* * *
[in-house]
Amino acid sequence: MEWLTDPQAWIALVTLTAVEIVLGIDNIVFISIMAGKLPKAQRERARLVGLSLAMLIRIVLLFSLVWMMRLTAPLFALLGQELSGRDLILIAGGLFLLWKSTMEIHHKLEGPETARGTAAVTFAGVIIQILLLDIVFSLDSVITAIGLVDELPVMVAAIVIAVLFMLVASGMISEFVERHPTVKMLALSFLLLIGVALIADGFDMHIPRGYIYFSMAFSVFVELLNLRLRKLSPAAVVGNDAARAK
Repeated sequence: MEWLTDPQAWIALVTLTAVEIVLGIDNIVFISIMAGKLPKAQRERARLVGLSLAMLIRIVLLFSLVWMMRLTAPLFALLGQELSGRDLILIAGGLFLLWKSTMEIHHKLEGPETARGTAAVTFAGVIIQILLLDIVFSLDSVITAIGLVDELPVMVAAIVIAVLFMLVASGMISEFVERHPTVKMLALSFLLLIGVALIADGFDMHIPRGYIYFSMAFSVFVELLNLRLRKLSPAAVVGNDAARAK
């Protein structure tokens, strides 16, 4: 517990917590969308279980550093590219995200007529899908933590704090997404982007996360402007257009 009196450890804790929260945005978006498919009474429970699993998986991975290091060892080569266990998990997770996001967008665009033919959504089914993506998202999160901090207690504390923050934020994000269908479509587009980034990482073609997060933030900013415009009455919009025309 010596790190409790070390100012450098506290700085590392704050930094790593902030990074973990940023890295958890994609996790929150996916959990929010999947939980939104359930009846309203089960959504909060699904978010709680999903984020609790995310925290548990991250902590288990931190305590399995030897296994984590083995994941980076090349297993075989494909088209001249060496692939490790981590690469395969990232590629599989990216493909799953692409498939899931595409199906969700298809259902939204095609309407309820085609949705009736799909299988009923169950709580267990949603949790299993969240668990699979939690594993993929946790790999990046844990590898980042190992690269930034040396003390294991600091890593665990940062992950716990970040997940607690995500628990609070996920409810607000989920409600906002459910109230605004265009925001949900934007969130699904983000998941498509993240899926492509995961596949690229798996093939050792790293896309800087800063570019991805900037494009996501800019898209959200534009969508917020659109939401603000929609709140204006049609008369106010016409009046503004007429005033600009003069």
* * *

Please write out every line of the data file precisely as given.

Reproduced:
[in-house]
Amino acid sequence: MEWLTDPQAWIALVTLTAVEIVLGIDNIVFISIMAGKLPKAQRERARLVGLSLAMLIRIVLLFSLVWMMRLTAPLFALLGQELSGRDLILIAGGLFLLWKSTMEIHHKLEGPETARGTAAVTFAGVIIQILLLDIVFSLDSVITAIGLVDELPVMVAAIVIAVLFMLVASGMISEFVERHPTVKMLALSFLLLIGVALIADGFDMHIPRGYIYFSMAFSVFVELLNLRLRKLSPAAVVGNDAARAK
Repeated sequence: MEWLTDPQAWIALVTLTAVEIVLGIDNIVFISIMAGKLPKAQRERARLVGLSLAMLIRIVLLFSLVWMMRLTAPLFALLGQELSGRDLILIAGGLFLLWKSTMEIHHKLEGPETARGTAAVTFAGVIIQILLLDIVFSLDSVITAIGLVDELPVMVAAIVIAVLFMLVASGMISEFVERHPTVKMLALSFLLLIGVALIADGFDMHIPRGYIYFSMAFSVFVELLNLRLRKLSPAAVVGNDAARAK
């Protein structure tokens, strides 16, 4: 517990917590969308279980550093590219995200007529899908933590704090997404982007996360402007257009 009196450890804790929260945005978006498919009474429970699993998986991975290091060892080569266990998990997770996001967008665009033919959504089914993506998202999160901090207690504390923050934020994000269908479509587009980034990482073609997060933030900013415009009455919009025309 010596790190409790070390100012450098506290700085590392704050930094790593902030990074973990940023890295958890994609996790929150996916959990929010999947939980939104359930009846309203089960959504909060699904978010709680999903984020609790995310925290548990991250902590288990931190305590399995030897296994984590083995994941980076090349297993075989494909088209001249060496692939490790981590690469395969990232590629599989990216493909799953692409498939899931595409199906969700298809259902939204095609309407309820085609949705009736799909299988009923169950709580267990949603949790299993969240668990699979939690594993993929946790790999990046844990590898980042190992690269930034040396003390294991600091890593665990940062992950716990970040997940607690995500628990609070996920409810607000989920409600906002459910109230605004265009925001949900934007969130699904983000998941498509993240899926492509995961596949690229798996093939050792790293896309800087800063570019991805900037494009996501800019898209959200534009969508917020659109939401603000929609709140204006049609008369106010016409009046503004007429005033600009003069």